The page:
For our baseline experiments, we used the same weight decay value as our other experiments; the only difference was that we simply used a fixed value of the default learning rate for that experiment. For SGD and SGD with momentum, this meant a learning rate of 0.01. For Adam and RMSprop, the learning rate was 0.001. In SGD with momentum and RMSprop, was used. For Adam, and were used.
10 Practical Considerations
Although our approach is theoretically sound, there are a few practical issues that need to be considered. In this section, we discuss these issues, and possible remedies.
The first issue is that our approach takes longer per epoch than with choosing a standard learning rate. Our code was based on the Keras deep learning library, which to the best of our knowledge, does not include a mechanism to get outputs of intermediate layers directly. Other libraries like PyTorch, however, do provide this functionality through “hooks”. This eliminates the need to perform a partial forward propagation simply to obtain the penultimate layer activations, and saves computation time. We find that computing
takes very little time, so it is not important to optimize its computation.Another issue that causes practical issues is random initialization. Due to the random initialization of weights, it is difficult to compute the correct learning rate for the first epoch, because there is no data from a previous epoch to use. We discussed the effects of this already with respect to our AdaMo algorithm, and we believe this is the reason for the poor performance of autoAdam in all our experiments. Fortunately, if this is the case, it can be spotted within the first two epochs–if large values of the intermediate computations: , , etc. are observed, then it may be required to set the initial LR to a suitable value. We discussed this for the AdaMo algorithm. In practice, we find that for RMSprop, this rarely occurs; but when it does, the large intermediate values are shown in the very first epoch. We find that a small value like works well as the initial LR. In our experiments, we only had to do this for ResNet on CIFAR100.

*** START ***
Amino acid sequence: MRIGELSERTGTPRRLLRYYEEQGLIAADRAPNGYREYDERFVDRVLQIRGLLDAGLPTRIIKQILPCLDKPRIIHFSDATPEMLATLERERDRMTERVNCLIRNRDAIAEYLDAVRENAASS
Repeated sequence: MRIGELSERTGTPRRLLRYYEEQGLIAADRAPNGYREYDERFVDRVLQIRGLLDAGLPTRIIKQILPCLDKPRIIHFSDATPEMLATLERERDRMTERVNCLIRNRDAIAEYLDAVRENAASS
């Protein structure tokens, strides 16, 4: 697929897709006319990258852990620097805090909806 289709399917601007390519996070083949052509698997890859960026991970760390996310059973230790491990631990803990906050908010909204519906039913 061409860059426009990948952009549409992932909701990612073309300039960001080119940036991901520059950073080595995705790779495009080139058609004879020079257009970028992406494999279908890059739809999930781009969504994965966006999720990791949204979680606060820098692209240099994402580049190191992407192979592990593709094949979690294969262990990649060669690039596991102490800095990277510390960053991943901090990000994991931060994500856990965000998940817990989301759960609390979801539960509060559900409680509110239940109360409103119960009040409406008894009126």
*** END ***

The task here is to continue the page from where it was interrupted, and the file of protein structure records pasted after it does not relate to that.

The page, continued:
11 Discussion and Conclusion
In this paper, we derived a theoretical framework for computing an adaptive learning rate; on deriving the formulas for various common loss functions, it was revealed that this is also “adaptive” with respect to the data. We explored the effectiveness of this approach on several public datasets, with commonly used architectures and various types of layers.